The company said that same-store sales in its US divisions were up 1.7 percent at Stop & Shop, up 3.7 percent at Giant of Landover, and down 1.8 percent at Giant of Carlisle.

    • Nash Finch said this morning that its second quarter net income was up 1.1 percent to $9.5 million. Q2 sales were up to $1.22 billion, from $1.02 billion during the same period a year ago. Same-store sales, according to the company, were up 1.9 percent, excluding an acquisition and the shift of Easter to the second quarter in 2009 from the first quarter in 2008.
    KC's View:

    Published on: July 28, 2009

    Yesterday, MNB reported on a Los Angeles Times story saying that a lawsuit has been filed by a New Jersey man, supported by the Center for Science in the Public Interest (CSPI), charging that the restaurant chain Denny’s serves meals that are “dangerously high in sodium” that puts "the restaurant chain's customers at greater risk of high blood pressure, heart attack and stroke." The suit seeks to force Denny’s to both list the sodium content for all of its menu items as well as warn patrons about the health hazards of consuming so much sodium.

    One example cited by the Times: “Doctors recommend against eating more than 2,300 milligrams of sodium a day. Order a Denny's double cheeseburger and you'll consume 3,880 milligrams in one sitting.”

    Denny’s has responded to the suit by saying it is "frivolous and without merit,” and that it offers plenty of options for people with specific dietary needs.

    My comment: No idea here whether this lawsuit will be successful, but Denny’s ought to be paying closer attention to how these things tend to develop in 2009. Management there can go into denial mode and talk about frivolous lawsuits, but that doesn’t change the fact that these charges will take on a viral nature…and Denny’s will look like it is both 1) unresponsive to current health/nutrition trends and 2) non transparent in its dealings. And, eventually, they’ll have to list sodium content on their menus.

    MNB user John E. Stiles wrote:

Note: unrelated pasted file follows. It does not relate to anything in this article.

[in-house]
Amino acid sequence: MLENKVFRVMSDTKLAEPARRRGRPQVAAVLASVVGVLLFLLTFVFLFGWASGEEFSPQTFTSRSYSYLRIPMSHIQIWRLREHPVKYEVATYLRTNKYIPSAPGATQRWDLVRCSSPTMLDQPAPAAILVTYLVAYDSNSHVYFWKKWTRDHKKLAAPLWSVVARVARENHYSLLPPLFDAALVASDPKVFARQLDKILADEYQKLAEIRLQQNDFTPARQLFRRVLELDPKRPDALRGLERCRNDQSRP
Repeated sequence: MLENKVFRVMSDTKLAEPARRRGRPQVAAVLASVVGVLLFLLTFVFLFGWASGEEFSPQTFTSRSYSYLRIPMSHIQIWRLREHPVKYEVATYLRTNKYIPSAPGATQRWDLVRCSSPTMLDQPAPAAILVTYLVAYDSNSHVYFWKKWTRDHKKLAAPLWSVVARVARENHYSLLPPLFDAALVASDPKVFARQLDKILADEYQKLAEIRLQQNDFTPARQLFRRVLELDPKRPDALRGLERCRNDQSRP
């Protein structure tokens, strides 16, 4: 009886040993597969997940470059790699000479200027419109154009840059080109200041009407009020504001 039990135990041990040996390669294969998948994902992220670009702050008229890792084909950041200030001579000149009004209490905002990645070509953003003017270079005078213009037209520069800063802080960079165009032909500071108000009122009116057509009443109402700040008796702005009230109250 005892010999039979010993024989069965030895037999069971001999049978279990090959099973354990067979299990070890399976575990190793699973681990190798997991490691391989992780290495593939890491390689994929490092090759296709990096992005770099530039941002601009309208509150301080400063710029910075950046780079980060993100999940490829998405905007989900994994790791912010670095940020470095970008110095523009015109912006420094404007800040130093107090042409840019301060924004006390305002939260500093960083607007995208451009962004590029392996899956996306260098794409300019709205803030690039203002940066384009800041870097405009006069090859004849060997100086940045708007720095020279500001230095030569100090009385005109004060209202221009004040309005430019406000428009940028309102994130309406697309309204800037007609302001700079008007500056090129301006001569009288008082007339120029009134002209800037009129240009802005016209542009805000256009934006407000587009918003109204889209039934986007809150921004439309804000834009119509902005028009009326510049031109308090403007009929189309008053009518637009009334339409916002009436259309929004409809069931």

Sounds like the lady that ordered coffee at McDonalds then complains that it’s too hot or people that smoke who then sue the tobacco companies. I have eaten at Denny’s, they have plenty of healthy alternatives on their menu. Your opinion blows my mind, people need take responsibility for their decisions. If someone has high blood pressure then DO NOT ORDER something that normally has high sodium levels. If a person is overweight and wanting to lose weight DO NOT EAT that donut.

    Give me a break KC, why not just tell the guy to TAKE RESPONSIBILITY for your actions.


    Actually, if you read what I wrote, I never suggested that the guy should win his lawsuit. In fact, I said I had no idea how it would turn out. And I agree that people ought to take personal responsibility for what they eat and how they behave.

    However…

    I do believe that we live in an environment where a higher level of transparency is demanded by customers…and if customers demand it, retailers ought to deliver on it. If Denny’s says how much salt is in that cheeseburger and someone with high blood pressure then eats it and has a stroke in the parking lot, that does not strike me as Denny’s fault. But doesn’t 3,880 milligrams in a double cheeseburger sound a little high?

    I know that I’ve changed my choices on those occasions when I’ve gone into fast food restaurants in NYC, where calorie counts on the menu boards are required – simply because coming face to face with cold numerical reality serves as a wake up call. Somehow, I can’t get my head around the idea that this is a bad thing.

    MNB user Steven Ritchey seems to have the right idea, in my view:

    I don’t frequent Denny’s, in fact I can’t remember the last time I ate in one. But, I know and I think most of us do know that a double cheeseburger isn’t going to be good for you on several levels. Just like the bacon cheeseburger I ate Friday night. I knew it wasn’t good for me in several ways, cholesterol, sodium, fat content weren’t particularly healthy I’m sure, to name a few things, I did it because it sounded good and it was good.

    I can see putting nutritional information on menus, but I happen to agree with Denny’s about the lawsuit. I know the food isn’t good for me, all the nutritional information does is quantity in stark numbers how bad it is for me.


    Precisely.

    And the bigger issue remains that in a transparent society, any company that looks like it is anything less ends up looking like it is hiding something. And that isn’t smart marketing, in my view.




    MNB had a story yesterday about more private label sales in the organic segment, which led one MNB user to write:

    So your story today says consumers will buy more organics when the price is reasonable - welcome to the blatantly obvious! I have said for years (within my local circle) the company that figures out how to sell reasonably priced organics it going to kick everybody's butt in the grocery business.

    Hey, it takes a special talent to be a master of the blatantly obvious.

    But actually the story wasn’t just about sales of low-priced organics…it was about the emergence of more private label items in the category. Which if it seems obvious and inevitable, is something of a new development…or at least enough so that the Wall Street Journal took note of it.